OP-ED: Evaluating the Controversial Candidacy of Hon. Marwa Bashir in the IPU Elections and Its Impact on Somali Politics
If you’ve been following Somali social media, you may have noticed the polarizing opinions about Hon. Marwa, a member of the Somali Parliament. Her unconventional attempt to secure a leadership position within the Inter-Parliamentary Union (IPU) has not only sparked curiosity but has also caused a deep divide in public sentiment, with some expressing strong reservations about her actions. This non-traditional approach has certainly set her apart from the usual norms and diplomatic procedures that typically govern such endeavors.
The Inter-Parliamentary Union (IPU) is an international organization consisting of national parliaments, serving as a platform for parliamentary cooperation, discussions on global issues, and the promotion of democracy. Similar to other parliamentary bodies Somalia is a part of, like the Arab, African, and OIC Parliaments, the IPU includes member countries, each represented by their national parliament. Participation in the IPU is primarily based on national agendas and priorities rather than personal motivations or ambitions.
While Hon. Marwa’s decision to run for a leadership position in the IPU is not inherently problematic, the way she pursued her candidacy and the circumstances surrounding it have raised concerns. Her declaration of an independent candidacy, soliciting personal financial contributions from fellow MPs, deviates from established parliamentary election procedures and customary diplomatic norms.
The IPU is an organization where consensus, cooperation, and diplomacy play crucial roles in decision-making processes. This entails representatives from national parliaments coming together to discuss global issues and reach agreements. National interests are of utmost importance in these discussions, and the cooperation of a country’s parliamentary members is vital to advance its agenda within the IPU.
Generally, for an individual to stand as a candidate in a leadership election within the IPU, it is expected that the decision is aligned with the national government and parliament’s strategy. Additionally, financial elements are not typically involved in such campaigns. When necessary, financial support for the campaign and required travel expenses are traditionally provided by the state or relevant institutions. Hon. Marwa’s independent approach, her appeal for crowdfunding through deductions from MPs’ salaries, and the questionable timing of her candidacy do not adhere to the standard procedure for IPU elections or any procedure for that matter.
Furthermore, her candidacy came after the Somali government had already expressed its support for another candidate, a Tanzanian representative. This support, naturally conveyed by the Ministry of Foreign Affairs, emphasized the national agenda and the interests of Somalia.
Initially, Speaker Madobe supported Hon. Marwa’s bid but seems to have reassessed his position, indicating a significant shift in support within the Somali parliamentary delegation. While his initial support and the timing of his reversal can be debated, it is evident that both occurred months after the Government’s endorsement of the Tanzanian candidate.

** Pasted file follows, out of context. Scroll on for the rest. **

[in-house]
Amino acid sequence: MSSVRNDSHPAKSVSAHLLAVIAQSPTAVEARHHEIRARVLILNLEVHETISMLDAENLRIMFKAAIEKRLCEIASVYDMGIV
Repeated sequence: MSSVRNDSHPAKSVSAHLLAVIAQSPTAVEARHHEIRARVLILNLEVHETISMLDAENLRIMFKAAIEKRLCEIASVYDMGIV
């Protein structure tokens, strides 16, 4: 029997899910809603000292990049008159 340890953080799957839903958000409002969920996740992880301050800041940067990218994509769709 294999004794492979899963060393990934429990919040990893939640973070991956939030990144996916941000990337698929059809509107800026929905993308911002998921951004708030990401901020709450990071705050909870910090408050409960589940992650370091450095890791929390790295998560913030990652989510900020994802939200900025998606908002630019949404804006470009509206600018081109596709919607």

The lack of clarity and coordinated communication within the legislative and executive branches is apparent and has resulted in regrettable confusion. This situation is especially perplexing considering that Somalia has two foreign affairs committees, one in each house of parliament, and nearly half of its cabinet members are also MPs. The absence of clear and coordinated communication within these bureaucratic bodies has added to the confusion surrounding the IPU election.
So, what happened today? Hon. Marwa’s bid for IPU leadership ended in defeat at the hands of Tulia Ackson, a longstanding IPU member, lawyer, and Tanzanian MP. Tulia Ackson brings with her an impressive IPU track record, having served as the former Tanzania National Parliament Speaker, former Deputy Doesjer, and former Attorney General of the country. The circumstances leading to this outcome are far from ordinary. Hon. Marwa’s independent candidacy and her competition against a highly experienced opponent, who received endorsements from her own country and others, including Somalia, may explain the results. However, the intricacies of such elections often revolve around closed-door decisions made within respective capitals before the official voting.
Even if votes were cast spontaneously after hearing the candidates’ speeches, anyone who witnessed Hon. Marwa’s selection and the diverse range of reactions from the member audiences can attest to an atmosphere filled with confusion and discomfort.
In conclusion, IPU elections are closely intertwined with a nation’s foreign policy, national goals, and diplomatic norms. While it is commendable for individuals to aspire to global leadership roles, such aspirations should align with the nation’s strategy and collaborative efforts. Hon. Marwa’s unique approach, combined with limited support from her parliamentary team, raises doubts about her respect for diplomatic standards and her dedication to her nation’s global objectives. In this scenario, personal goals seemed to overshadow her role as a stateswoman, potentially leading to a disappointing outcome for many.
By Mohamed Haji